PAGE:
The story ‘Act of Faith’ is one of the short stories in Irwin Shaw’s anthology of short stories titled ‘Five Decades’. There are 63 stories in the anthology which were written in a span of five decades, the time for which the title is derived.In this story, which is the thirteenth in the anthology, Irwin explores the theme of racial prejudice. Intricate in the story line is the notion that all around there is general negativity about racism and that true liberation from the perceived injustices lies in trusting other people.The story starts with “three combat-scarred veterans” Seeger, Olson, and Welch who have been given a pass and want to go Paris but have no money.
The main character, Seeger, a Jew, approaches their captain to lend them money since their salary had delayed for three months. The captain obliges and lends him, 200 francs from the four hundred that he had.The money is however not enough for the three of them and Olson even comments that “…we won’t be able to pinch a whore’s behind on the Boulevard des Capucines …” (pg 287). They even think of selling their combat jackets but they realize the French would give them very little for it. It is in this thought that Welsh comes up with the idea that he knows where he can get the 65 bucks.It is also at this time that he is also handed a letter from his father.
The unusual letter narrates to him his fathers growing dissatisfaction with being a Jew. He describes how Jacob, Seeger’s brother’s health has deteriorated and how he suffers from “…fits of depression and hallucination...” (249) since he was discharged from the army.
In the letter, Seeger’s father tells him how he continually watches how the Jewish people are being vilified everyday everywhere. He says that everywhere “…restaurants, hotels, clubs, trains – you seem to hear talk about the Jew, mean, hateful, murderous talk…” (251).Thee talks have led him to believe that injustice done to the Jews was a good in that it may help people to see that it is against all odds that the Jewish people triumph. He even adds that he finds himself “…looking for Jewish names in the casualty list and secretly being glad when [he] discovers them there.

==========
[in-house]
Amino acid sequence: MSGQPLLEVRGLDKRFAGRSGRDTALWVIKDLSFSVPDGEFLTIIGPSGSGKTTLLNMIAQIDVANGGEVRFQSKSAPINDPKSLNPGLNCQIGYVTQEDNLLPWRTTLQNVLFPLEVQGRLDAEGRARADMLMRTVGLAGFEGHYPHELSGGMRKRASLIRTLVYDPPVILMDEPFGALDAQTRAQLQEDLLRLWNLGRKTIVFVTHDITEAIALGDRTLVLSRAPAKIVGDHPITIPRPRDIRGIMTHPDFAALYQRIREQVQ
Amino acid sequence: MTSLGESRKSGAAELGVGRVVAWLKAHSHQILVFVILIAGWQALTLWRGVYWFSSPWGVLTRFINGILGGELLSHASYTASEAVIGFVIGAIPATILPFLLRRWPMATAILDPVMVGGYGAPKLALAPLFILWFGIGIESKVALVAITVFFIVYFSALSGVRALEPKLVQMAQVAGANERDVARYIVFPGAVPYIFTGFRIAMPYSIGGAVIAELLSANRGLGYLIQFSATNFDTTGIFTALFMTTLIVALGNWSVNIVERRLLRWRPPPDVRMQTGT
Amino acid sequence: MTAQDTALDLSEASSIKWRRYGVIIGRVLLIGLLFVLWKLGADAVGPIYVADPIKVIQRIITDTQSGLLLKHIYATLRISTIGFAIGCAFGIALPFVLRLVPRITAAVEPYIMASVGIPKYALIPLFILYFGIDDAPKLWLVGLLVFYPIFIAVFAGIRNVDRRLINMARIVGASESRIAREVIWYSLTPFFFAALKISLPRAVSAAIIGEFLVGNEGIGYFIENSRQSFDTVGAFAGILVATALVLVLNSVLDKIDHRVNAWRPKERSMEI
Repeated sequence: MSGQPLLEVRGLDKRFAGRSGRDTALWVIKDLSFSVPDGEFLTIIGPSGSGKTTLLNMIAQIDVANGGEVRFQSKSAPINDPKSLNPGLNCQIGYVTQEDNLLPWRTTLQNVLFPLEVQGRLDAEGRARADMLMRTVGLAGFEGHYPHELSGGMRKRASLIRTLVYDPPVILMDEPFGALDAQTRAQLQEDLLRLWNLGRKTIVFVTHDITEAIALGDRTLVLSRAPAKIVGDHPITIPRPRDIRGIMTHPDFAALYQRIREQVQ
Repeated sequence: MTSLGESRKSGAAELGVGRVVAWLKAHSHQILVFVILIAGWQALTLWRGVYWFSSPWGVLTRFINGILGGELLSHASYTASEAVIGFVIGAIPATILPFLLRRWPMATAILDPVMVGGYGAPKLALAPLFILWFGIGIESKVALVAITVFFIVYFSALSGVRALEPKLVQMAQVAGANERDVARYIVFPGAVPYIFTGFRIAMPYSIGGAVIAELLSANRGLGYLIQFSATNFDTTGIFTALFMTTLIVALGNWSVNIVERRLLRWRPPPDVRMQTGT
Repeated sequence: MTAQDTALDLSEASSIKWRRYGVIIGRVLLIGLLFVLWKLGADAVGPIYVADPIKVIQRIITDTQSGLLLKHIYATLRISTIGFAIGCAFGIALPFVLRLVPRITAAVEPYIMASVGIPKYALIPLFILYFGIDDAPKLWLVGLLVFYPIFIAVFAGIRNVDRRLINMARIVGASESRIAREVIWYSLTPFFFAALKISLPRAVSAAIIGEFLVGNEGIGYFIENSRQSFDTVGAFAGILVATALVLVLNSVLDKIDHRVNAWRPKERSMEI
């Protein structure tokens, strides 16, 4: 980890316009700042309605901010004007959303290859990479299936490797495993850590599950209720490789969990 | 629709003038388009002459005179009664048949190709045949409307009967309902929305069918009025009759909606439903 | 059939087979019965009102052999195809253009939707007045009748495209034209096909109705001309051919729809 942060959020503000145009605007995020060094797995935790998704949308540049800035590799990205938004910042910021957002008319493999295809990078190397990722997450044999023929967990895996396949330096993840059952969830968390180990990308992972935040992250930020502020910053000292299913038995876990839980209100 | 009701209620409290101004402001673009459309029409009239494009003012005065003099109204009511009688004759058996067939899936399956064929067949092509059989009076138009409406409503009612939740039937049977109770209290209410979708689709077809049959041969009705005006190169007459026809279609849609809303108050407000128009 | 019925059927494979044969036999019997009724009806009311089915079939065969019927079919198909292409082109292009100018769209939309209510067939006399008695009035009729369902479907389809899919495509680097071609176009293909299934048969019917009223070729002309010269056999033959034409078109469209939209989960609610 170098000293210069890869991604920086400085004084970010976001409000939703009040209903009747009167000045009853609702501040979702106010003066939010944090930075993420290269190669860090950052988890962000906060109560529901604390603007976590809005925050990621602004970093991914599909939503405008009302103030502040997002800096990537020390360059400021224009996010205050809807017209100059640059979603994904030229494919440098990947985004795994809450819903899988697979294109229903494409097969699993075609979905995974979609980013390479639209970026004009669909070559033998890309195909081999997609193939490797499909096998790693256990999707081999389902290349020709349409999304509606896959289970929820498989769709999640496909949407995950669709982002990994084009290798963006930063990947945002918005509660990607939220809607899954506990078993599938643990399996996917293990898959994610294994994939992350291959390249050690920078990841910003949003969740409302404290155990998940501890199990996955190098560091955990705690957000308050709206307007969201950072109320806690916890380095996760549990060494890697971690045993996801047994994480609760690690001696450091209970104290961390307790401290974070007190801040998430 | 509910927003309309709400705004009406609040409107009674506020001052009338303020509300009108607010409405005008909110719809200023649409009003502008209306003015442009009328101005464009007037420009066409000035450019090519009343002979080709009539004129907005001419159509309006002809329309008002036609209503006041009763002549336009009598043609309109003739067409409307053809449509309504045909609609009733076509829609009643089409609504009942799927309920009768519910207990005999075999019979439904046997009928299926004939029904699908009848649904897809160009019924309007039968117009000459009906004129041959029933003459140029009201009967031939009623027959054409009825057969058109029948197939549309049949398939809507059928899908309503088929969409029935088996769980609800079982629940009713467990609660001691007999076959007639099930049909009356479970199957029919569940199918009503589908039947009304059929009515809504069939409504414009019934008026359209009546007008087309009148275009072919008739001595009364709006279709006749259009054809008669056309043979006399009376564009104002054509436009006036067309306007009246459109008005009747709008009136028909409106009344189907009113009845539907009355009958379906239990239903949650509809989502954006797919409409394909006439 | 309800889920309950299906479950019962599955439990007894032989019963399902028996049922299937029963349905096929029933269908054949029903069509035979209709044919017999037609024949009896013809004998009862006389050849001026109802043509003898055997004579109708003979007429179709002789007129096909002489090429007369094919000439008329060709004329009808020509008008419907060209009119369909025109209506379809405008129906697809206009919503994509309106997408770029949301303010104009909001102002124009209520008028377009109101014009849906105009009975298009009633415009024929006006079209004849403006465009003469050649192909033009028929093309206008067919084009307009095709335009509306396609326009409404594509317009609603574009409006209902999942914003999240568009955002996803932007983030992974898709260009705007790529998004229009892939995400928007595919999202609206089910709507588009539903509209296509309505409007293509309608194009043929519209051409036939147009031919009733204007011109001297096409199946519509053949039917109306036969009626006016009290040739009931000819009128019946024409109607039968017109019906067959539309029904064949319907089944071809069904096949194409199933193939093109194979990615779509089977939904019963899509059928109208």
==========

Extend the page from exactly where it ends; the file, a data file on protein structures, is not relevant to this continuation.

”(251).After reflecting on the content of the letter and having thought of his three friends and how they have had to lay there lives on line a number of time to save him, he decides to sell the German pistol he had taken after killing a German SS officer.Seeger’s father notices how the Jewish people are hated. He hears how even those whom he considered a friends still perceive Jews as the beneficiaries of the war, even after being killed in masses by Germans.He notices how anything done by a Jew is taken to have been done for self. This view stems from the fact that the Jewish people tended to fight on their own and acting to be strong amidst all the struggles.
For instance, the two old people, “…a little bent old man and a small, shapeless woman…” (253) who stop Seeger and ask him if he is a Jew. When he answers them that he is, the old people “…smiled widely, like children…” (253). They become happy because their blood is also seen as able to avenge for their blood.For Seeger, the German pistol represents for him an act justice.
A personal gratification for having been the instrument for performing that act of justice. He keeps the luger safely between his bed roll and had even avoided “…all opportunities for selling it, although he had been offered as much as a hundred dollars for it…” (248).In the story his father narrates for him how he had once heard somebody comment on the death of Roosevelt that “Finally, they got the Jew out of the White House” (251). This shows the negative perception the people had for the president.
All he did is not seen as an act of a person but the way of Jews.It is this perception that drives Seeger to seek his own gratification. A thing he seems to find in the Luger and what it represents for him. He only abandons the luger and agrees to sell it after having realized that his friends do not view him as a Jew, but rather as person. And that that they don’t know what Jews are, they imply that they have.
In conclusion, we see that the transformation that happens to Seeger happens after realizing that true fight for prejudice starts when one is able to trust his friends and receive the same trust.ReferencesShaw, Irwin. Short Stories: Five Decades. Chicago: University of Chicago Press, 2000.